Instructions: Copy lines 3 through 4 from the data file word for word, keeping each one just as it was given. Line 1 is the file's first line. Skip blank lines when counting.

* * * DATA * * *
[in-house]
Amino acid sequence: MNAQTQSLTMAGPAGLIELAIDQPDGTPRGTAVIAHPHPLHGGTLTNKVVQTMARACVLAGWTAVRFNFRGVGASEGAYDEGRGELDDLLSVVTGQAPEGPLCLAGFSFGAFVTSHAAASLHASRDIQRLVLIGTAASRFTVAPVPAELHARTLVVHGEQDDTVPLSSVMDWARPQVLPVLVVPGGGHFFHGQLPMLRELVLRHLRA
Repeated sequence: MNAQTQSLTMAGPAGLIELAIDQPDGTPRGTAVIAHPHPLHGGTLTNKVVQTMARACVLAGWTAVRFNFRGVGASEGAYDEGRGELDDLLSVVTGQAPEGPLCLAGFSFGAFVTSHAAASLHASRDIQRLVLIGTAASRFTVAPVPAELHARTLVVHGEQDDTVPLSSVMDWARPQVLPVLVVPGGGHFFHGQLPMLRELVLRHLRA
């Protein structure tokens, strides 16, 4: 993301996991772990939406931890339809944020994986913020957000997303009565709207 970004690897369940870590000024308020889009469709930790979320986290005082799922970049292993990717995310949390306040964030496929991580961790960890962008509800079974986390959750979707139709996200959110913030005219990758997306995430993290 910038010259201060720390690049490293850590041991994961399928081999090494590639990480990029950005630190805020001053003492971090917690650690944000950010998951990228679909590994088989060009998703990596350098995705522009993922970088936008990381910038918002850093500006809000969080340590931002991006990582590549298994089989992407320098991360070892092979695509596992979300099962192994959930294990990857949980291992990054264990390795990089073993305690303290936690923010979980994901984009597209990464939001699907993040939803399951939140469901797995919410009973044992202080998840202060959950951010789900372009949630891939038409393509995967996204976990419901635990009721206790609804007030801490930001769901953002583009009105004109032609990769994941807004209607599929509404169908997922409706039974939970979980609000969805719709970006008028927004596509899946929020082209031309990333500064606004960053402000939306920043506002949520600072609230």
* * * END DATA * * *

Repeated sequence: MNAQTQSLTMAGPAGLIELAIDQPDGTPRGTAVIAHPHPLHGGTLTNKVVQTMARACVLAGWTAVRFNFRGVGASEGAYDEGRGELDDLLSVVTGQAPEGPLCLAGFSFGAFVTSHAAASLHASRDIQRLVLIGTAASRFTVAPVPAELHARTLVVHGEQDDTVPLSSVMDWARPQVLPVLVVPGGGHFFHGQLPMLRELVLRHLRA
């Protein structure tokens, strides 16, 4: 993301996991772990939406931890339809944020994986913020957000997303009565709207 970004690897369940870590000024308020889009469709930790979320986290005082799922970049292993990717995310949390306040964030496929991580961790960890962008509800079974986390959750979707139709996200959110913030005219990758997306995430993290 910038010259201060720390690049490293850590041991994961399928081999090494590639990480990029950005630190805020001053003492971090917690650690944000950010998951990228679909590994088989060009998703990596350098995705522009993922970088936008990381910038918002850093500006809000969080340590931002991006990582590549298994089989992407320098991360070892092979695509596992979300099962192994959930294990990857949980291992990054264990390795990089073993305690303290936690923010979980994901984009597209990464939001699907993040939803399951939140469901797995919410009973044992202080998840202060959950951010789900372009949630891939038409393509995967996204976990419901635990009721206790609804007030801490930001769901953002583009009105004109032609990769994941807004209607599929509404169908997922409706039974939970979980609000969805719709970006008028927004596509899946929020082209031309990333500064606004960053402000939306920043506002949520600072609230």